“I think this sadly highlights the overall lack of awareness about infertility and we are here to help everyone struggling to conceive to find the right, safe solution for them.”
Rachel Griffin, of personal safety charity the Suzy Lamplugh Trust, added: “In addition to the negative medical implications, the women who use these sites could be at physical risk from some of the men they meet up with.
“There are clear dangers in meeting people in an offline setting as you don’t know who you are meeting, whether they are a dangerous individual or what agenda they may have.”
Rachel’s personal experience:
I posed as a 30-something single woman anxious to have a baby.
Within minutes of registering on four sperm donor sites, I was contacted by men offering to give me my dream of a baby, no questions asked. Some were ready to hop into bed the very next day without knowing anything about me. They weren’t fussy a hotel, my home, the back of a truck. Anywhere would do.
There was pressure put on me to hand over my mobile number and email address. All they wanted to do, apparently, was “help me out”.
Most donors ignored the issue of STD tests. One even told me his best mate would test him “cos she’s a nurse”.
As I waded through their desperate messages, other women on the sites warned me to be careful. One said she had been targeted by boys as young as 15. Another told of how she found out her donor was married and had been in prison.
In all honesty, these desperados who I can only describe as predatory made me feel sick. They all just wanted to have sex as quickly as possible. The whole experience was deeply disturbing and I was astounded that anyone, male or female would take this risk.
A professional man who used a sperm donor website to get women into bed was ordered to pay £300,000 legal costs and child maintenance to a child he fathered. In July, the High Court in London ruled that the man, known as Mr F, had got the woman pregnant after persuading her to have an extramarital affair. Mr F claimed to have fathered 30 children via the site.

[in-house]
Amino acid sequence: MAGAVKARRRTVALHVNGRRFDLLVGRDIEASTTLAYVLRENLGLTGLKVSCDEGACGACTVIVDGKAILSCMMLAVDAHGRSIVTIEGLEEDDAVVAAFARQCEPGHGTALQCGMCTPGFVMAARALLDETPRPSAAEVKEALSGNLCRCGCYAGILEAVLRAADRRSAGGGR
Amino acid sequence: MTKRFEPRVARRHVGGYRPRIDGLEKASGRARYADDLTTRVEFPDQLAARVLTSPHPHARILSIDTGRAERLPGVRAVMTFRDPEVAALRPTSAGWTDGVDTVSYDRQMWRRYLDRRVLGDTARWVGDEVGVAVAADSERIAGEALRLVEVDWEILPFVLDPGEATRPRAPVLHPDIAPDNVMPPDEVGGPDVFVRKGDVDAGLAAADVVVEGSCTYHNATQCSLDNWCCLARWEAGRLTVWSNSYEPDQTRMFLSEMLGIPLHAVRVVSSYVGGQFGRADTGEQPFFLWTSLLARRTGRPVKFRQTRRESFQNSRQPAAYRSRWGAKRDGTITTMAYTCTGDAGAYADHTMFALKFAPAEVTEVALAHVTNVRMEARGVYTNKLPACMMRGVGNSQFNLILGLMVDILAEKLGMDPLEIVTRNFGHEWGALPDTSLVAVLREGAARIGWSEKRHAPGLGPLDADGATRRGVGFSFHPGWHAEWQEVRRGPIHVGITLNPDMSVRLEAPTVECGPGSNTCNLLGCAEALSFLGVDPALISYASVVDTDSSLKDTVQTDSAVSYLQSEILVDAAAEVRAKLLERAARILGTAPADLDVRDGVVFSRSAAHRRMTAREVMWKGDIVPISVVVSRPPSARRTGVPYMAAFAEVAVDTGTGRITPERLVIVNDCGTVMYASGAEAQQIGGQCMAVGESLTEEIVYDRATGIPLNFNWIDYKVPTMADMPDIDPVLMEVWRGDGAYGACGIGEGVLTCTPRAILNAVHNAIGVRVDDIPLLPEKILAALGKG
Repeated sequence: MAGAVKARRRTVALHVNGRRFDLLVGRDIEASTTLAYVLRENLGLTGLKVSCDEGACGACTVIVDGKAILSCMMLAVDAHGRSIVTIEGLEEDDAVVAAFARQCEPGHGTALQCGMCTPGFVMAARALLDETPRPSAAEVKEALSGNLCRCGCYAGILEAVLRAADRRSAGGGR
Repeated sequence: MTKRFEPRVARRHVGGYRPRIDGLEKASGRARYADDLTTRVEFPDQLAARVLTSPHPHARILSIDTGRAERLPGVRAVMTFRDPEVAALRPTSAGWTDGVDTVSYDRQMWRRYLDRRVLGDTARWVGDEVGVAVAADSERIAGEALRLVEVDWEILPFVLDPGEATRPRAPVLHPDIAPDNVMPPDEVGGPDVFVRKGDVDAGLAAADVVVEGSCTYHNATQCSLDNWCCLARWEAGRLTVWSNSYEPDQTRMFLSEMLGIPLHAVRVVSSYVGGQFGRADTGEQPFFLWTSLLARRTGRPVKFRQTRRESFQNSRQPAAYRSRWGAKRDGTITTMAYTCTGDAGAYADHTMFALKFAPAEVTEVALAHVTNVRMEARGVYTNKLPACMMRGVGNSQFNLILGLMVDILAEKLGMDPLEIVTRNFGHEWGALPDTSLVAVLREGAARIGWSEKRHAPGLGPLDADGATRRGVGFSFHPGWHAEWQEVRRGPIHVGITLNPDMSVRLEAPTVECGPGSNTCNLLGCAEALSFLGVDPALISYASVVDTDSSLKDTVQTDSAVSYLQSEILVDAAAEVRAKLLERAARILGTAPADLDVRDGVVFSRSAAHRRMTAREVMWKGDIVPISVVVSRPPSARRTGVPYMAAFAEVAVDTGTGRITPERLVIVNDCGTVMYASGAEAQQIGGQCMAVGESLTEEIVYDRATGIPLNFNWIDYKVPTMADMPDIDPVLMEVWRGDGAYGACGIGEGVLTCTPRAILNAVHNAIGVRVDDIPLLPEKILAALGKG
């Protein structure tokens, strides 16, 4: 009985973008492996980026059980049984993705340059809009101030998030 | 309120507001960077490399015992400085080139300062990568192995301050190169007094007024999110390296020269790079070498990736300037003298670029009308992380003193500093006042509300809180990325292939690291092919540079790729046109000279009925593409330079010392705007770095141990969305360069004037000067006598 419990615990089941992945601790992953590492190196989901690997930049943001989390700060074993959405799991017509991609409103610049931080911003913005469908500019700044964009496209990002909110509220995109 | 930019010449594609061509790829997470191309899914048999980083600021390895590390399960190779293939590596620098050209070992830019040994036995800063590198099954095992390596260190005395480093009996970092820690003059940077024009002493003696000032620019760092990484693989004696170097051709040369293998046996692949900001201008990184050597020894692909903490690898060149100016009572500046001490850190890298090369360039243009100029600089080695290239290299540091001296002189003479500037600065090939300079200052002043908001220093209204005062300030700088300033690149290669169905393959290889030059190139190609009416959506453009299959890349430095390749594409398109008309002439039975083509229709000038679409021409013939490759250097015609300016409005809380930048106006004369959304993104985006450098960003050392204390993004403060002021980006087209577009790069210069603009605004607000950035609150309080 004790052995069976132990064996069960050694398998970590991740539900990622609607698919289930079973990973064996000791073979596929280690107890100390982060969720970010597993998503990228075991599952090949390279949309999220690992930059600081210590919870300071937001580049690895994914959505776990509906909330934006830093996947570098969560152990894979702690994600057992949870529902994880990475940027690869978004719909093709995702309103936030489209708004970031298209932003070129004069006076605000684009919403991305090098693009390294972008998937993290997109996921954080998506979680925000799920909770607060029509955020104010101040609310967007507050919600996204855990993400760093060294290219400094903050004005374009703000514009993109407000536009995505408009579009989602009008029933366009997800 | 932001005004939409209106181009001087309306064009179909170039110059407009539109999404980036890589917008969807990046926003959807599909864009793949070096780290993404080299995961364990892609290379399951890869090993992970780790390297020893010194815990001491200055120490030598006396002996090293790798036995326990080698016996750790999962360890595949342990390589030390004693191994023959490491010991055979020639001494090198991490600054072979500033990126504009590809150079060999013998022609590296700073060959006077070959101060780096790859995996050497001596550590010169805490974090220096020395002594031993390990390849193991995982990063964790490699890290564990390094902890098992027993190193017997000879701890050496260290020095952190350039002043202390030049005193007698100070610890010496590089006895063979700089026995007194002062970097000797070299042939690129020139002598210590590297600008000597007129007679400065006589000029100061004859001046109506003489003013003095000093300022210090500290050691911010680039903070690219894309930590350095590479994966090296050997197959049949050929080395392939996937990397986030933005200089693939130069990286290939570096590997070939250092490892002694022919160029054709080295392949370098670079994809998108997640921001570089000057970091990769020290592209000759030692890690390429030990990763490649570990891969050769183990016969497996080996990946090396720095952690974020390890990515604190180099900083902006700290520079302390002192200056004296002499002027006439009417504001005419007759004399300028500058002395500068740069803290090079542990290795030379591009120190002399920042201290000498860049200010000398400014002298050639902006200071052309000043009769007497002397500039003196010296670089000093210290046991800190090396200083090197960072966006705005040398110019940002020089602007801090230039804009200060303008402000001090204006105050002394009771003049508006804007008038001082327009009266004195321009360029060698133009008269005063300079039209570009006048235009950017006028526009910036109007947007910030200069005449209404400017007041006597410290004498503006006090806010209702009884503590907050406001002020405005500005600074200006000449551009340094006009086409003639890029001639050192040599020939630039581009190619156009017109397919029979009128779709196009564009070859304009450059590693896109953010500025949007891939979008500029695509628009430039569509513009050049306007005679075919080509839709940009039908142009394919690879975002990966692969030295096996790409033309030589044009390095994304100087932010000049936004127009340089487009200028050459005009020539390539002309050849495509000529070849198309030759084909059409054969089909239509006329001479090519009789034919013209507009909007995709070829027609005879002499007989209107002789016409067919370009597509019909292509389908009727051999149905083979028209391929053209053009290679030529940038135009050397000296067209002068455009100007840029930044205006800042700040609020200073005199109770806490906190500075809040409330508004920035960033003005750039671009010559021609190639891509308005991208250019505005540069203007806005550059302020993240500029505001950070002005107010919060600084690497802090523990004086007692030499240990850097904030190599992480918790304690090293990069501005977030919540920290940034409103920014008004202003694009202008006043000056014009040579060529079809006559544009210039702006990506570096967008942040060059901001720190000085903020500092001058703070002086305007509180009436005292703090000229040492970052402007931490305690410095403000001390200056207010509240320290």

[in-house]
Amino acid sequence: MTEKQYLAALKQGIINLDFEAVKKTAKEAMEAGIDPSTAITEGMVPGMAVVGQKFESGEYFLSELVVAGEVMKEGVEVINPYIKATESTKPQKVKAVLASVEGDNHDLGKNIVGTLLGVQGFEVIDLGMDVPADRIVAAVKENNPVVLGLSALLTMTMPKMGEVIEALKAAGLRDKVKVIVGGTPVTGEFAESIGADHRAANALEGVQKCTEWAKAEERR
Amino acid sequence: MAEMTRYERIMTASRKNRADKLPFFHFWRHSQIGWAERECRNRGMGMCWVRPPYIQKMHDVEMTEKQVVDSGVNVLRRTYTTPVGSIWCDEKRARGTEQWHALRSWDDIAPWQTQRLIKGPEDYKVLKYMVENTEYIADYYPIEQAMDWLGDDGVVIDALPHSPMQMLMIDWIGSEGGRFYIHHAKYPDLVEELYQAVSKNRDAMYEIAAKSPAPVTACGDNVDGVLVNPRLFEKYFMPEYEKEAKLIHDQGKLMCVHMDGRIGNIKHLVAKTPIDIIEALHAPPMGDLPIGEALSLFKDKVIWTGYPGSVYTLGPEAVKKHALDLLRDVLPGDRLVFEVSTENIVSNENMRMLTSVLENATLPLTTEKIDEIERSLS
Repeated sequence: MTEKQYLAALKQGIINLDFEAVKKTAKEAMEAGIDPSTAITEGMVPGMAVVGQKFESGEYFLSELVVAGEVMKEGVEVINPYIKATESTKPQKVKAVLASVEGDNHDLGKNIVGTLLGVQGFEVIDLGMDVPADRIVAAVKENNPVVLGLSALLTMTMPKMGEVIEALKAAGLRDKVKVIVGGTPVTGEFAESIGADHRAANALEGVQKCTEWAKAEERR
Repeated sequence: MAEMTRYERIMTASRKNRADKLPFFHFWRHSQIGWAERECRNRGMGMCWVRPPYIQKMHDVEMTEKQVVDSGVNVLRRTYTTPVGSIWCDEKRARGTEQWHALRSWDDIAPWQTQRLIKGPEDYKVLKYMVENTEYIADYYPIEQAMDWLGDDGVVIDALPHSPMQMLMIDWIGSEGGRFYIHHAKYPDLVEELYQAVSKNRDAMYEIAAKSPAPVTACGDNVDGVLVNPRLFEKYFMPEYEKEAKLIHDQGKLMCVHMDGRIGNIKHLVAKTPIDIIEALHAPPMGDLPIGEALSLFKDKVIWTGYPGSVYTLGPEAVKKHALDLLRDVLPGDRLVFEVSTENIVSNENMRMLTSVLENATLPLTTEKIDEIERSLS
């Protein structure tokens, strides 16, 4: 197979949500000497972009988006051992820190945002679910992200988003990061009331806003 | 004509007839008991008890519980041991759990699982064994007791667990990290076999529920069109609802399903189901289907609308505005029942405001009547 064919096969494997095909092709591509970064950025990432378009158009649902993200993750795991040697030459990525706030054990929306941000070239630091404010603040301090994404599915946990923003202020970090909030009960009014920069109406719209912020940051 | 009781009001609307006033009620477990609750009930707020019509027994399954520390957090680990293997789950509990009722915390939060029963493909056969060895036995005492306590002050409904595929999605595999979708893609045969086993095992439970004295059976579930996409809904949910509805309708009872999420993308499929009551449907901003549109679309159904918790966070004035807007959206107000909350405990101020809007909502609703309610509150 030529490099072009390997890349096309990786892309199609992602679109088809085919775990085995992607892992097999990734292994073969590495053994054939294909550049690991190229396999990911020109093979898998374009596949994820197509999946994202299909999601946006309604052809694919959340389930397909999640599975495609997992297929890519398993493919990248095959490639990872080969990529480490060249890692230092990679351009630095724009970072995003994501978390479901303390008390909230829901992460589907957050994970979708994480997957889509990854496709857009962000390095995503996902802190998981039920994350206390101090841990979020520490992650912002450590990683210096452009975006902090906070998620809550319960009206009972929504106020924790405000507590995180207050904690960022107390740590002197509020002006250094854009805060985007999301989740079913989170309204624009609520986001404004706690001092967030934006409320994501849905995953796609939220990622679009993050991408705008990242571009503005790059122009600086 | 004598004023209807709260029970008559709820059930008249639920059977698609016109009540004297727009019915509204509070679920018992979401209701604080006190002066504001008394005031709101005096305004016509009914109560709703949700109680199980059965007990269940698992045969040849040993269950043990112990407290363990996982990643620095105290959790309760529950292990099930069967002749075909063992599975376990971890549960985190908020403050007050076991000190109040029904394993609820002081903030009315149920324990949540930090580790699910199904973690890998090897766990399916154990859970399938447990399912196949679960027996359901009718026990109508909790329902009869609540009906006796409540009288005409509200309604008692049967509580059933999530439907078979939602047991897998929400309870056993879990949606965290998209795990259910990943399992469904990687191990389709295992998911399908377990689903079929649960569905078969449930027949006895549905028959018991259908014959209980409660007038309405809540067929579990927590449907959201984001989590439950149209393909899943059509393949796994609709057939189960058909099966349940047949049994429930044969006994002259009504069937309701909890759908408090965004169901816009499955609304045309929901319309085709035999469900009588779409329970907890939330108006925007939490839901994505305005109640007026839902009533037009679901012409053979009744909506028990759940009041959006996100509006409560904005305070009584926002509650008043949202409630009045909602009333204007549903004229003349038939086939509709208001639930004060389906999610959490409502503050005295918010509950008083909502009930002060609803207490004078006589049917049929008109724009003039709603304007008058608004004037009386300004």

Married father-of-three Gennadij Raivich appeared in court on Friday charged with 10 counts of sexual assault of women he met on unlicensed donor websites. The neuroscientist, 50, is believed to have fathered 49 babies as a donor on the internet.
The academic, who works at University College, London, is an expert on maternal and foetal medicine. He will stand trial at Blackfriars Crown Court in January next year.
Paula and Peter McBretney both have fertility problems and were denied IVF on the NHS in North Yorkshire. The hard-working pair are trying to save up £6,000 to pay for fertility treatment. It has been emotionally exhausting experience for the couple.
“It is crazy that our IVF will cost us around £6000, “ said Mrs McBretney. “But how simple it would be to just go and get the sperm donation free of charge, without hospital intervention.
“I absolutely understand why women are choosing this. IVF is so costly and especially frustrating, so to some women this will be their only option and worth the risk.”